- Dec 9, 2001
- Fishkill, NY
- Real Name
- Rich Gallagher
He Ran All the Way is notable for being a fine example of 1950s film noir, and it also happens to be the final screen appearance by John Garfield. This Blu-ray disc from Kino Lorber is nearly flawless, and it is a welcome addition to the rapidly growing catalog of KL Studio Classics releases.
Distributed By: Kino Lorber
Video Resolution and Encode: 1080P/AVC
Aspect Ratio: 1.33:1
Audio: English 1.0 DTS-HDMA (Mono)
Rating: Not Rated
Run Time: 1 Hr. 19 Min.
Package Includes: Blu-rayStandard Blu-ray Case
Disc Type: BD25 (single layer)
Release Date: 08/04/2015
The Production Rating: 4/5
If you were a man you'd be out looking for a job. – Nick Robey’s Mother
Nick Robey (John Garfield) is a small-time, shiftless crook whose friend and partner in crime, Al Molin (Norman Lloyd), has plans to make a big score by robbing the railroad company's payroll. Nick is a nervous sort who tries to beg off by claiming that he doesn't feel well, but Al is determined to go through with it. He tells Nick to go home and get his gun. At the railroad depot garage Nick slugs the paymaster, who has just arrived with a suitcase full of cash. However, before they can get away a police officer enters the garage. The two thieves panic and run, with the officer in hot pursuit. Shots are fired and Al is hit, but Nick manages to get outside. When the policeman shoots at him Nick returns the fire, hitting the officer in the stomach.
Nick flees on foot and tries to blend in with a crowd. He walks up to an indoor public swimming pool and decides to hide out there. He locks the suitcase in a locker and he keeps to himself until a police officer shows up, apparently asking questions about the robbery. While swimming around to avoid being noticed Nick bumps into a young woman, Peggy Dobbs (Shelley Winters), who is a novice swimmer. Nick, who figures that the police are looking for a man who is by himself, is friendly towards Peggy and tries to make it appear that they are a couple. When the pool closes he realizes that there must be a dragnet out for him, so he waits outside until Peggy emerges and he convinces her to let him take her home. She is shy and lonely and obviously is flattered that Nick is paying attention to her.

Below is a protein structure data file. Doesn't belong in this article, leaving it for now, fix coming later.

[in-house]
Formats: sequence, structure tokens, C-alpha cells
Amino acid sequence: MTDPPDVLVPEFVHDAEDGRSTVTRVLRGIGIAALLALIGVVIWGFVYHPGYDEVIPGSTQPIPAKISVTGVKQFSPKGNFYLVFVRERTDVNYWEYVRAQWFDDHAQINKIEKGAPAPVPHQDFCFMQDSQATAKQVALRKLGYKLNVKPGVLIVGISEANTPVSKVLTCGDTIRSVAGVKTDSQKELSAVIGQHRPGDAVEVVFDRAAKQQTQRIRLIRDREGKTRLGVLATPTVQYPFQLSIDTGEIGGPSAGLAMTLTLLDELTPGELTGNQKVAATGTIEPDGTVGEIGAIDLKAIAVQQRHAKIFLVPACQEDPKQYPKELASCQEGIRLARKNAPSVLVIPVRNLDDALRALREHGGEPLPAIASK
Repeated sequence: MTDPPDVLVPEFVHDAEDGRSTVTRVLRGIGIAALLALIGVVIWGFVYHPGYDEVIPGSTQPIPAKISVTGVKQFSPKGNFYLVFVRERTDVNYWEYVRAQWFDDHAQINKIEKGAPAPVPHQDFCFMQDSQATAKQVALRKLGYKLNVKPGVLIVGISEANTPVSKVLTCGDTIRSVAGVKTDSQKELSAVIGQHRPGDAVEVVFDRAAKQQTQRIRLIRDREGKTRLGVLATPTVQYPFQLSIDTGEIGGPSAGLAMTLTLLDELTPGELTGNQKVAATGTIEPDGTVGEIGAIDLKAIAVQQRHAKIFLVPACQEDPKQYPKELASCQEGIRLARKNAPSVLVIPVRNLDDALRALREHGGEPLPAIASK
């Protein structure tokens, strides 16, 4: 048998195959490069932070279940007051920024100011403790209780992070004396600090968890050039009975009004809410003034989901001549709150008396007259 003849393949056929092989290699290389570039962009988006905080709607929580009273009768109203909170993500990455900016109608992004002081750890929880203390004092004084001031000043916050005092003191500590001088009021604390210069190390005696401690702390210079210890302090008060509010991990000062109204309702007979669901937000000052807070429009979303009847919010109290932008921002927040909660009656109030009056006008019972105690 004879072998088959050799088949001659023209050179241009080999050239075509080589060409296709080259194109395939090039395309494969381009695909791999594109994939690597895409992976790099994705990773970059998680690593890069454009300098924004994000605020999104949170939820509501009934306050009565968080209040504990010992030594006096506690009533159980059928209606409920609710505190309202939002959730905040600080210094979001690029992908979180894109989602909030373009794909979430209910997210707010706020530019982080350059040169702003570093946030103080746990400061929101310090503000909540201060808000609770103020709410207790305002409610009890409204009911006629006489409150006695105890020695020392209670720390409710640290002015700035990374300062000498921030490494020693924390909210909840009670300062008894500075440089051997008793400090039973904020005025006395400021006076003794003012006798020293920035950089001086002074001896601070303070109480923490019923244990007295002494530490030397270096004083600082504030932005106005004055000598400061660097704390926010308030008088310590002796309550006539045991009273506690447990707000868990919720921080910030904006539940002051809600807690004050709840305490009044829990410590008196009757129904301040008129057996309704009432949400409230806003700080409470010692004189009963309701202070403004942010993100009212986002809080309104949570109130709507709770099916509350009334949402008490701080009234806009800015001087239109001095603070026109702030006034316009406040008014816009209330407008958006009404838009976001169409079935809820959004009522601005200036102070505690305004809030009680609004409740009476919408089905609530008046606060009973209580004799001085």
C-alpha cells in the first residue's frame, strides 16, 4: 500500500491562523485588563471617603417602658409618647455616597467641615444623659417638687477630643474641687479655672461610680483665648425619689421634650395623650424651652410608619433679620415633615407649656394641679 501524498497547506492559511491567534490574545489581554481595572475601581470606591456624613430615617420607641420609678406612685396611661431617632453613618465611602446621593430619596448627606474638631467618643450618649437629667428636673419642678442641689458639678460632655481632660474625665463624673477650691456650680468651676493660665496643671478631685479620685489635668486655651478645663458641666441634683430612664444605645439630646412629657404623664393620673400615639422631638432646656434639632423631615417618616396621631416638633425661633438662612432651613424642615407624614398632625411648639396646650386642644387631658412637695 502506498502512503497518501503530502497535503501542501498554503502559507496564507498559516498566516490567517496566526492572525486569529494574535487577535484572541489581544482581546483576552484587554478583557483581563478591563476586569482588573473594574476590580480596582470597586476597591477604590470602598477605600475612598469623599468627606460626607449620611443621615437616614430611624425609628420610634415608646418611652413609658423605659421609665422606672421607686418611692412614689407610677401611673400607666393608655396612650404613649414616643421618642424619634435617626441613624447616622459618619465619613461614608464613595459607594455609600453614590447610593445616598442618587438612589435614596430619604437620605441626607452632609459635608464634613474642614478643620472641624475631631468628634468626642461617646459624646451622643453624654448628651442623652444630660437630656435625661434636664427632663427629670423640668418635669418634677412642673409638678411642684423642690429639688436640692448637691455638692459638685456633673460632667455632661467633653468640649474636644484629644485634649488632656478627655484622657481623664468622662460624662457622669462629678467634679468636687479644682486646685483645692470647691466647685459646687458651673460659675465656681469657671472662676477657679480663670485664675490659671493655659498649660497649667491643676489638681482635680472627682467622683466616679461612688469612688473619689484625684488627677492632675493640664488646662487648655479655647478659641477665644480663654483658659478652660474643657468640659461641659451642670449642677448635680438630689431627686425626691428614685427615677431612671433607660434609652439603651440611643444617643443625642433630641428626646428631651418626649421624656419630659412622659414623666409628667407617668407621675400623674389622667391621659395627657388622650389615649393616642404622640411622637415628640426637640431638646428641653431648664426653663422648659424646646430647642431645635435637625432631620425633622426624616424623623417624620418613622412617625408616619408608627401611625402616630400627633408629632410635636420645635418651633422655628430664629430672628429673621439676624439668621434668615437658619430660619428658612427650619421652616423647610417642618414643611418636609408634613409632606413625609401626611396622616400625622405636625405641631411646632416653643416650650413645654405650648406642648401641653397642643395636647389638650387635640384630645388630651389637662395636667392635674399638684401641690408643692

Peggy lives in a walk-up apartment with her parents and younger brother. She introduces Nick to them, after which they leave to go to a movie. Nick then starts to act erratically. Peggy clearly is falling for him, but he is alternately tender and rough with her. He complains of not feeling well and takes a nap. After waking up he looks out a window and sees Peggy's parents and brother talking with two men out on the sidewalk. Nick mistakenly concludes that the men are police detectives. When Mr. and Mrs. Dobbs and the boy enter the apartment, Nick holds his gun on them and blurts out that he is the man who shot the police officer during the robbery. Nick has assumed that by now the police knew his identity, but Mr. Dobbs, who is a printer for the newspaper, tells him that the police still do not know that he was involved in the crime.
Nick's paranoia has left him in an impossible situation. He was planning to make a run for it before Peggy's parents came home, but now he fears that if he leaves they will call the police and identify him. The situation gets worse in the morning, when the newspaper reports that the wounded police officer died and that Al has fingered Nick as his accomplice. Now the police really are looking for him, and he is a cop killer. Nick cannot kill the entire Dobbs family, because they would be missed almost immediately, and he cannot keep them all hostage because Mr. Dobbs and Peggy have jobs and the boy has to go to school. If they fail to show up, someone is going to come looking for them.